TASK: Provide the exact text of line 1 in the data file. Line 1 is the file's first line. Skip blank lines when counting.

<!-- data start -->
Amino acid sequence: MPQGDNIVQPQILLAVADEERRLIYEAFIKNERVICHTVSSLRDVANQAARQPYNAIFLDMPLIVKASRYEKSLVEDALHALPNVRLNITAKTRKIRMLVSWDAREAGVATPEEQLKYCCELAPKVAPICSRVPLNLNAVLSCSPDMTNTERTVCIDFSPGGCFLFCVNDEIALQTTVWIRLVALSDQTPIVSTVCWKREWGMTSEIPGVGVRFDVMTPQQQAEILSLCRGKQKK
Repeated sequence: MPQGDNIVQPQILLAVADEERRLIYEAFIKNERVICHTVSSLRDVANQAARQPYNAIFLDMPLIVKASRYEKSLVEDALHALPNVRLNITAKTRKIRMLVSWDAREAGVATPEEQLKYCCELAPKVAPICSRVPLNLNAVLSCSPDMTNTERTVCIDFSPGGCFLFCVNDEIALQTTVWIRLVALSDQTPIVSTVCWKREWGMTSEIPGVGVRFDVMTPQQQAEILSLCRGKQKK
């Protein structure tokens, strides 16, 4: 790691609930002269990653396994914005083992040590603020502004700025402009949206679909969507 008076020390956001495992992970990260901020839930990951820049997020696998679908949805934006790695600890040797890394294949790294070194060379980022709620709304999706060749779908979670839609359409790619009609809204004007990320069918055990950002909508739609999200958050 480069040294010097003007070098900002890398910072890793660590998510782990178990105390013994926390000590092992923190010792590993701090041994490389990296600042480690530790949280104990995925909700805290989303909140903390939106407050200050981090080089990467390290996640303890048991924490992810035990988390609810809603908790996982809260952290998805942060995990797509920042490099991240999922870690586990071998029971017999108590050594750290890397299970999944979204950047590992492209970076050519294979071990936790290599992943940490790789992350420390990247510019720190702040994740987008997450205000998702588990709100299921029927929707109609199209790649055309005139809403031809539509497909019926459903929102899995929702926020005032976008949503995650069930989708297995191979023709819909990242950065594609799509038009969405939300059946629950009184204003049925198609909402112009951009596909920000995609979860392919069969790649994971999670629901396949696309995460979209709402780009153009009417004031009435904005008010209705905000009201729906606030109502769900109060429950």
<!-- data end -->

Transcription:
Amino acid sequence: MPQGDNIVQPQILLAVADEERRLIYEAFIKNERVICHTVSSLRDVANQAARQPYNAIFLDMPLIVKASRYEKSLVEDALHALPNVRLNITAKTRKIRMLVSWDAREAGVATPEEQLKYCCELAPKVAPICSRVPLNLNAVLSCSPDMTNTERTVCIDFSPGGCFLFCVNDEIALQTTVWIRLVALSDQTPIVSTVCWKREWGMTSEIPGVGVRFDVMTPQQQAEILSLCRGKQKK